Citizen ‘journalism’ ran amok in Boston crisis
Armed with iPhones, empowered by Twitter and amplified by the high-tech witch hunt known as Reddit, perhaps more self-appointed citizen “journalists” than ever broadcast whatever came to mind in an instant, unencumbered by such quaint considerations as accuracy, fairness and balance – or concern for the damage that erroneous accusations can inflict.
Fired by outrage and fear at the appalling events in Boston, the crowd blurted, bleated and brayed so much misinformation, so many false accusations and so much paranoia that they heightened the collective angst understandably triggered by the cascading horrors of the marathon bombing, the overnight police shootout and the daylong dragnet that brought a metropolis to a standstill.
If that were not bad enough, some in the mainstream media – the “Bag Men” cover at the New York Post being top of mind – joined the scrum, seemingly succumbing to the relentless pressure of Internet chatter by publishing inaccurate, unverified and defamatory information when they damn well should have known better.
As the free-for-all fulminated on the Net, a smart, sophisticated and sensitive friend from Silicon Valley said he saw no harm in the transition from classic, professionally produced journalism to the unfettered ability of all comers to publish all manner of content in the digital era. Based on what we saw last week, I couldn’t disagree more. Here's why:
To be sure, some citizens helped the authorities by providing useful photographic evidence, while others assisted the mainstream media with valuable eyewitness accounts of the serial madness in Boston.
But those contributions paled beside the many incendiary and irresponsible threads at Reddit and other sites that, to cite two of the most egregious examples, wrongfully named an innocent high school student and a missing college student as suspects in the marathon bombing. Details of each case can be found here and here.
Now, I am the last guy who will argue that professionals are more noble, more believable or more capable of producing quality journalism than unaccredited and unaffiliated individuals who take the time to properly report a development, to piece together a complex investigation or to provide well-considered commentary on matters as they see fit. The epic failure of the MSM to expose the WMD fairytale is all the evidence you need of the fallability of the professional press.
But, apart from occasional abuses by rogues (scoundrels unfortunately materialize in every profession), most professional journalists subscribe to the values of fair inquiry, accurate reporting and balanced presentation. The discipline, oversight and latency inherent in the traditional reporting and editing process helps to promote the accuracy, coherence and, therefore, the reliability of the final product.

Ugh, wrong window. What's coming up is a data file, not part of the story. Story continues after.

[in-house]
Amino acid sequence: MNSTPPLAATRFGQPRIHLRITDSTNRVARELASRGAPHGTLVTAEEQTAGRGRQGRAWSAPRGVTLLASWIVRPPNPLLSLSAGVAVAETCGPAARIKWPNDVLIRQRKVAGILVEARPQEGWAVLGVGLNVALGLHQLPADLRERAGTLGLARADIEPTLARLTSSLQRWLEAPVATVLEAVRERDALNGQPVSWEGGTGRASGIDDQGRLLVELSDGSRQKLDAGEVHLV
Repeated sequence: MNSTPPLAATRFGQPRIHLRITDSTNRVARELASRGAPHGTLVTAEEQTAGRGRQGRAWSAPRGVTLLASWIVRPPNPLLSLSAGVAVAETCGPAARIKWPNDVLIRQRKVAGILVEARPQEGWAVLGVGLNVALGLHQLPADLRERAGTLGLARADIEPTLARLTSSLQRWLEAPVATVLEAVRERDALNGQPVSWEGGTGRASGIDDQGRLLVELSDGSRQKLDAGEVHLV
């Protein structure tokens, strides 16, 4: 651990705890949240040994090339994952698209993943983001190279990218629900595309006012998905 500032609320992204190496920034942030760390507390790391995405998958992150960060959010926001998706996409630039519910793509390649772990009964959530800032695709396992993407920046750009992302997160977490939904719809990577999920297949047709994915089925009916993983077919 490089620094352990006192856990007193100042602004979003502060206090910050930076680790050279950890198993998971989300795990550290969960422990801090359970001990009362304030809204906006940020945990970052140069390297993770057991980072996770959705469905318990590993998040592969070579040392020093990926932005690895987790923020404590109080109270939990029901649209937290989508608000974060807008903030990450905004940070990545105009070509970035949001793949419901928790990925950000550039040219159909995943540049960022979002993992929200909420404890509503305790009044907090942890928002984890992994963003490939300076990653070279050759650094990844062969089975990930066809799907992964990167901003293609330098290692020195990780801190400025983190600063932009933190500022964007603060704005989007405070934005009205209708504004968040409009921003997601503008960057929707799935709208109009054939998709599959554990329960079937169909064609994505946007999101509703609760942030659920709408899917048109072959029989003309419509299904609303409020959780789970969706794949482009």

When untrained, undisciplined or even unscrupulous people can say anything that comes to mind – as happened repeatedly during the Boston emergency – they do far more harm than good, especially in the sort of confusing and emotional situation we witnessed last week.
While citizen journalists in some cases bring welcome light to matters than need attention, the overwhelming bias in certain online venues seems to be to bring additional heat to matters that are already hot enough. Nowhere was this sort of toxic behavior more evident than at Reddit, an increasingly popular online destination for self-styled scribes when big news breaks.
In addition to vigorously spreading unfounded rumors and defaming the innocent individuals referenced above, Reddit carried a particularly obnoxious discussion on the night of the Boston shootout about what level the suspects would have attained had they been playing Grand Theft Auto, the ultra-violent videogame.
Another popular theme at Reddit was how the mainstream media had missed the story by not naming this or that phony culprit as the real bad guy. It was clear from many of the comments on the site that the crowd put more faith in the stuff they and their colleagues were posting than in what they were getting from the traditional media.
The anti-MSM meme calls to mind the findings of a national survey conducted after the 2012 presidential election by George Washington University for ORI, a strategic marketing firm. The study found that 63% of respondents believed the quality of information about the election was the same or better in the social media than in the mainstream press. Breaking down responses by age group, the researchers found that fully 57% of those between 18 and 25 had more trust in the social media than in the mainstream press.
Perhaps the declining confidence in the MSM is an inevitable by-product of the widespread and growing skepticism in our age with respect to such core institutions as government, business, organized labor and religion. For a snapshot of the decline in confidence over the years, see the chart below.
While the crisis of faith in the traditional institutions of our society is frightening, the apparent transfer of trust to inherently untrustworthy sources of information is even scarier.
None of the above should be construed as a plea to muzzle the the citizen-generated media, as if such a thing were possible or advisable. There is no going back.
But we all need to take a hard look at ways that the democratization of the media enabled by digital technology can be channeled to more constructive purposes than is often the case today.
The job of mustering, coaching, vetting and encouraging quality citizen reporting could well become a major new role for professional journalists. And, who knows? It might even be a path to sustainability for the media companies that, we hope, will continue to employ them.